Becca Swanson was getting teary-eyed just talking about it.
She's one of eight seniors and 13 cheerleaders in all from Warren Area High School competing in Saturday's inaugural PIAA Competitive Spirit Championships at Hershey Park Arena.
It's a bigger stage -much bigger - than they've ever competed on before, and it's even more meaningful than that.
Photo submitted to Times Observer
Warren Area High School varsity cheerleaders competing on Saturday at the PIAA cheerleading championships at Hershey Park Arena include, from left, in front, Katie Donovan, Abby Mack, Tiara Bailey, Kelsey Cataldo, Haley Conn and Jerrica Sheets and, in back, Briana Sleeman, Izzy Owen, Madison Alcorn, Kolby Sabat, Amber Skinner, Becca Swanson and Audrianna Harkins.
Photo submitted to Times Observer
From left, Izzy Owen, Becca Swanson, Tiara Bailey, Haley Conn, Kelsy Cataldo
Nearly a hundred competitive cheerleading squads from across the state will converge in Hershey this weekend, including 37 teams in Warren's Small Varsity division.
At 12:02 p.m. Saturday, Warren is scheduled to hit the Hershey Park mat for a 2 1/2-minute routine - maybe even a little more difficult than the one the Dragons used at this past Saturday's inaugural District 10 competitive cheerleading championships at Fairview.
In all divisions, 95 other teams will be competing and watching.
"We're going down in history," said Swanson, as one of the first cheerleading squads to compete at a PIAA-sanctioned championship meet.
She thought about how awesome it will be to compete in front of so many eyes - the focus on a group of teammates that have practiced together for hundreds or thousands of hours.
Maybe even more special is the attention her team is getting right here at home.
"Two years ago... people didn't understand what a (cheerleading) competition even was," said Swanson. "Our school is finally cheering for us. People are finally starting to get excited for us, and not just the other way around. I don't even know how to put it into words."
The cheerleaders have been putting in the work for years; senior Briana Sleeman said what's so special now is that having "PIAA" stamped on it makes people pay more attention.
"I think it should have been a PIAA sport for a while," said Sleeman. "But being recognized for what we've done makes it worthwhile."
"It's the first PIAA states that there is," said senior Izzy Owen, "and we've finally been recognized as a sport, which it is."
Warren finished second to Fairview in the Small Varsity division at the District 10 meet at Fairview High School.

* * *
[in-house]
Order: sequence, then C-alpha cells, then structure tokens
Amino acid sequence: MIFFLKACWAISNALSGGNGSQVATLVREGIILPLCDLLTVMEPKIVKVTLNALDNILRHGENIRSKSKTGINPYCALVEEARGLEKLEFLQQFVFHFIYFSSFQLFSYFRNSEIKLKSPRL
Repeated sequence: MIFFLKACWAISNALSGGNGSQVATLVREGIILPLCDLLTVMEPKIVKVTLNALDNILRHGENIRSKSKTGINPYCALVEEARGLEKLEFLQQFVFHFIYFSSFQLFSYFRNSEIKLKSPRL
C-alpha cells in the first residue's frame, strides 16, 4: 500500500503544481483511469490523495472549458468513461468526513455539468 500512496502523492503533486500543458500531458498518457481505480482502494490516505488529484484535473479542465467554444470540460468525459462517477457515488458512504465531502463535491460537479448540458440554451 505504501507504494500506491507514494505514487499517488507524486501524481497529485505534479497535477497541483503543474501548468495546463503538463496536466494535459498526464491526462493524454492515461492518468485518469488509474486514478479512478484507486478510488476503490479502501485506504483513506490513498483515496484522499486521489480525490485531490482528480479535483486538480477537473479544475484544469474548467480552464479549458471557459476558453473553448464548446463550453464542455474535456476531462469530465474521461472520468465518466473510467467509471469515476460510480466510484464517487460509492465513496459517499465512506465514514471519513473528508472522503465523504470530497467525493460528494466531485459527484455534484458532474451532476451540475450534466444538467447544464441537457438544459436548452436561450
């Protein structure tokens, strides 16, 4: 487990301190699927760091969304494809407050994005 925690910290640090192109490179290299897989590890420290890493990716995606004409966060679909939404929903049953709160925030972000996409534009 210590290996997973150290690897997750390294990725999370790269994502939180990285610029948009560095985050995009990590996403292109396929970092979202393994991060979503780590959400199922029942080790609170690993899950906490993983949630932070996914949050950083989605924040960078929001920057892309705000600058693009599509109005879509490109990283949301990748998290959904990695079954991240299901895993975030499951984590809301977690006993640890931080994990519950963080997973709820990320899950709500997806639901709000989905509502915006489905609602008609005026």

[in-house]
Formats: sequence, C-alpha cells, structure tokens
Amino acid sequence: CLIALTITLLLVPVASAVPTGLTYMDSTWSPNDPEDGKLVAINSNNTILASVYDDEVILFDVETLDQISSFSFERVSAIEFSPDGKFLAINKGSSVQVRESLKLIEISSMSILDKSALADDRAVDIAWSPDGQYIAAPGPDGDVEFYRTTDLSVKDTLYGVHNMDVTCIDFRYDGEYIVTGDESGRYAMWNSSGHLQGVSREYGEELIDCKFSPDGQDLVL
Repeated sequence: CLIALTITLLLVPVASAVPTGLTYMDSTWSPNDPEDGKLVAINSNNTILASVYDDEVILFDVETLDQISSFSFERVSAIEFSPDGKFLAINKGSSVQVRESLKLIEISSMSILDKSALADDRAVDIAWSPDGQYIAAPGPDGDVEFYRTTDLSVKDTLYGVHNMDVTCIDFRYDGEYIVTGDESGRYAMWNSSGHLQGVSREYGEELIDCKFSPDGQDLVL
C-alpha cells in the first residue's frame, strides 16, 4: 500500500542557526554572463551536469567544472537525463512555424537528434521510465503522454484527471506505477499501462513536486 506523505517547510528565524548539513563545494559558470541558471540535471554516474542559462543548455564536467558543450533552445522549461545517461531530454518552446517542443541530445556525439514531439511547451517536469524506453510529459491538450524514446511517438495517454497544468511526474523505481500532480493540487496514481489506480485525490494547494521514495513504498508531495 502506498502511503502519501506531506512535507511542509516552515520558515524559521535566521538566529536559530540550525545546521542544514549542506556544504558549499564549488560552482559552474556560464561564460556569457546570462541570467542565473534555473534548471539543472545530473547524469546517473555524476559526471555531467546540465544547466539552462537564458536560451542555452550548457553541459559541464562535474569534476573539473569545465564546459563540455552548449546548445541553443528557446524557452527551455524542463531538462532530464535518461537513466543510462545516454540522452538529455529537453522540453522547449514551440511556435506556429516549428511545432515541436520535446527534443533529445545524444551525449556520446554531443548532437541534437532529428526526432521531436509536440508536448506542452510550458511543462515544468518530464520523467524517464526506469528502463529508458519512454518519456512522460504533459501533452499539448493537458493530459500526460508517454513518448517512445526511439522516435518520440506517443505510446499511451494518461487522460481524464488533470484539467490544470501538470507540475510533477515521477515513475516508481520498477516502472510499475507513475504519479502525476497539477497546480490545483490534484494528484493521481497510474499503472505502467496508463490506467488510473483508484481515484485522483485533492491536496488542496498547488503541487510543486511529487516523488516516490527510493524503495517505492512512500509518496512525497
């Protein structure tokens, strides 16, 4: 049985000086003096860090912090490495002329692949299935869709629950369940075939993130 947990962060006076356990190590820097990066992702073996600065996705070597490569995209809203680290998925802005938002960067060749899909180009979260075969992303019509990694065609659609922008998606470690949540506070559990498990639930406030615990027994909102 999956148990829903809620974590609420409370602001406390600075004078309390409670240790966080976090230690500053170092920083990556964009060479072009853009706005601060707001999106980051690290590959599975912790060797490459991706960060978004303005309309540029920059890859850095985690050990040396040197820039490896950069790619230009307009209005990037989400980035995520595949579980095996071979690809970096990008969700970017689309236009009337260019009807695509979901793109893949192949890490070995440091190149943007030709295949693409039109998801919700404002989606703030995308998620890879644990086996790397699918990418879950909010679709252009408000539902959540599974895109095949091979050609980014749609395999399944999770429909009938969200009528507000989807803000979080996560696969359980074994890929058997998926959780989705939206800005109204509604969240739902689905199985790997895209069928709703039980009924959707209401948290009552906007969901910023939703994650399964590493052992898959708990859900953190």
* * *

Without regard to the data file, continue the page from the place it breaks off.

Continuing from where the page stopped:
"We're not just on the sideline, looking pretty," said Owen.
Owen has felt the need to vehemently defend cheerleading as a sport.
"'You've never done, you can't say anything about it,'" she would tell fellow athletes, typically boys, giving her a hard time.
Now the letters P-I-A-A are stamped on the sport, just like baseball, basketball and football.
While the recognition has done wonders for their confidence, they still have a job to do on Saturday - with three judges scoring choreography, stunting, tumbling, skill level, energy, crowd noise, difficulty.
"At the district competition, we scored really well," said WAHS cheerleading coach Brittany Bowers, "and the girls have been practicing really hard. I anticipate they will score even better on Saturday.
"At this point, I am just so proud of them for making it this far, and I want them to go to states this Saturday, take in the experience, give the judges their 100 percent best, and most importantly have fun while doing it," said Bowers.
The top 25 percent of teams in the preliminary rounds advance to the finals; teams in the next 25 percent will compete in a playback round for one additional spot in the finals.
"Regardless of how we do, my goal is for them to have an experience they will remember for the rest of their lives," said Bowers. "I want them to be proud that they are among the top 37 Small Varsity teams across the state out of roughly over 300 teams."
Oh, there will be nerves.
"I almost feel like the hardest part is over," said Bowers, "proving how good we are, and showing our town that cheerleading is a sport. I'm sure when they go out on the mat, the nerves will come back times 50, as they always do when they perform, but overall I just want them to go our there and do their best."
After all has been said and done, and spoken like a true cheerleader, Sleeman's goal:
"To come home happy."